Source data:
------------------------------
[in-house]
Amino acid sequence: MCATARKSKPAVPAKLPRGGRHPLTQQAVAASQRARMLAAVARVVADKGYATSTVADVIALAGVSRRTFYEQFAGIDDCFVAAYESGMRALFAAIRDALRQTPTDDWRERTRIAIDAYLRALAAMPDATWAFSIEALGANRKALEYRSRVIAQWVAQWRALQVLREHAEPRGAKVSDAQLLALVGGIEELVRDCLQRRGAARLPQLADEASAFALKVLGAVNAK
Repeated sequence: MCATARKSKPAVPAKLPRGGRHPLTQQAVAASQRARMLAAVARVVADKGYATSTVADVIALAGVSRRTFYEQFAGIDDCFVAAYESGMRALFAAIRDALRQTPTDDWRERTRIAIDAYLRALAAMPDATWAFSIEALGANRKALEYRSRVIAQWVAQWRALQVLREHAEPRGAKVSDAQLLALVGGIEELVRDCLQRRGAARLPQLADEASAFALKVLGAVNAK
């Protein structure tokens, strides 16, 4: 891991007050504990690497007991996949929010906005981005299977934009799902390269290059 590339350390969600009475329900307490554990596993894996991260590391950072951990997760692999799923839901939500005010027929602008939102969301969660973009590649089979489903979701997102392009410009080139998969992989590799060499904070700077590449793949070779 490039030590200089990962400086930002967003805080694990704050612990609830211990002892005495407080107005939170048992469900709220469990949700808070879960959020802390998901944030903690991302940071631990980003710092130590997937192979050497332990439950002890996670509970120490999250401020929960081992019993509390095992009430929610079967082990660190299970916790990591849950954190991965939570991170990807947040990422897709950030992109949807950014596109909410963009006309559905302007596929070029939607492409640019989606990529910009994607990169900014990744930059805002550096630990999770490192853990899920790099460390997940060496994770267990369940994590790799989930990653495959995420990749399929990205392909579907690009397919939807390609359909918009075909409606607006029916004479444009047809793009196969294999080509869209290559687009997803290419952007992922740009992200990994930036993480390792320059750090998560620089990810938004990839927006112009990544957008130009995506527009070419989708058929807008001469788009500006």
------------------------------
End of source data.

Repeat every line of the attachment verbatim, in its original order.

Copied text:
[in-house]
Amino acid sequence: MCATARKSKPAVPAKLPRGGRHPLTQQAVAASQRARMLAAVARVVADKGYATSTVADVIALAGVSRRTFYEQFAGIDDCFVAAYESGMRALFAAIRDALRQTPTDDWRERTRIAIDAYLRALAAMPDATWAFSIEALGANRKALEYRSRVIAQWVAQWRALQVLREHAEPRGAKVSDAQLLALVGGIEELVRDCLQRRGAARLPQLADEASAFALKVLGAVNAK
Repeated sequence: MCATARKSKPAVPAKLPRGGRHPLTQQAVAASQRARMLAAVARVVADKGYATSTVADVIALAGVSRRTFYEQFAGIDDCFVAAYESGMRALFAAIRDALRQTPTDDWRERTRIAIDAYLRALAAMPDATWAFSIEALGANRKALEYRSRVIAQWVAQWRALQVLREHAEPRGAKVSDAQLLALVGGIEELVRDCLQRRGAARLPQLADEASAFALKVLGAVNAK
């Protein structure tokens, strides 16, 4: 891991007050504990690497007991996949929010906005981005299977934009799902390269290059 590339350390969600009475329900307490554990596993894996991260590391950072951990997760692999799923839901939500005010027929602008939102969301969660973009590649089979489903979701997102392009410009080139998969992989590799060499904070700077590449793949070779 490039030590200089990962400086930002967003805080694990704050612990609830211990002892005495407080107005939170048992469900709220469990949700808070879960959020802390998901944030903690991302940071631990980003710092130590997937192979050497332990439950002890996670509970120490999250401020929960081992019993509390095992009430929610079967082990660190299970916790990591849950954190991965939570991170990807947040990422897709950030992109949807950014596109909410963009006309559905302007596929070029939607492409640019989606990529910009994607990169900014990744930059805002550096630990999770490192853990899920790099460390997940060496994770267990369940994590790799989930990653495959995420990749399929990205392909579907690009397919939807390609359909918009075909409606607006029916004479444009047809793009196969294999080509869209290559687009997803290419952007992922740009992200990994930036993480390792320059750090998560620089990810938004990839927006112009990544957008130009995506527009070419989708058929807008001469788009500006």